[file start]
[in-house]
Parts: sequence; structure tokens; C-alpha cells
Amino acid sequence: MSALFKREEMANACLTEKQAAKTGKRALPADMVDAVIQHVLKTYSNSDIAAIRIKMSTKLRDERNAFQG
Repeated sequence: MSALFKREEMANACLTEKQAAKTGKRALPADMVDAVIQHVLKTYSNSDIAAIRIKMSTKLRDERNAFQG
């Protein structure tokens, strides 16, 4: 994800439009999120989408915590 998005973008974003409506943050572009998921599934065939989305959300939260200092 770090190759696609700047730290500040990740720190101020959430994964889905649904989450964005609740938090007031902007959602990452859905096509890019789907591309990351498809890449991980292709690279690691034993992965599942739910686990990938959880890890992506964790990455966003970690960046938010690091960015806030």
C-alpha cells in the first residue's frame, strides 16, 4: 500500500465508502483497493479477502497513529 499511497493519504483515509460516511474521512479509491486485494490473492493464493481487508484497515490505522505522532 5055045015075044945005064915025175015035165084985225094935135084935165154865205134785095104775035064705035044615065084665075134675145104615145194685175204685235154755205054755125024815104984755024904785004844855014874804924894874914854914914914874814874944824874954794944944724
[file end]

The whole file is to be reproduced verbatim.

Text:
[in-house]
Parts: sequence; structure tokens; C-alpha cells
Amino acid sequence: MSALFKREEMANACLTEKQAAKTGKRALPADMVDAVIQHVLKTYSNSDIAAIRIKMSTKLRDERNAFQG
Repeated sequence: MSALFKREEMANACLTEKQAAKTGKRALPADMVDAVIQHVLKTYSNSDIAAIRIKMSTKLRDERNAFQG
């Protein structure tokens, strides 16, 4: 994800439009999120989408915590 998005973008974003409506943050572009998921599934065939989305959300939260200092 770090190759696609700047730290500040990740720190101020959430994964889905649904989450964005609740938090007031902007959602990452859905096509890019789907591309990351498809890449991980292709690279690691034993992965599942739910686990990938959880890890992506964790990455966003970690960046938010690091960015806030």
C-alpha cells in the first residue's frame, strides 16, 4: 500500500465508502483497493479477502497513529 499511497493519504483515509460516511474521512479509491486485494490473492493464493481487508484497515490505522505522532 5055045015075044945005064915025175015035165084985225094935135084935165154865205134785095104775035064705035044615065084665075134675145104615145194685175204685235154755205054755125024815104984755024904785004844855014874804924894874914854914914914874814874944824874954794944944724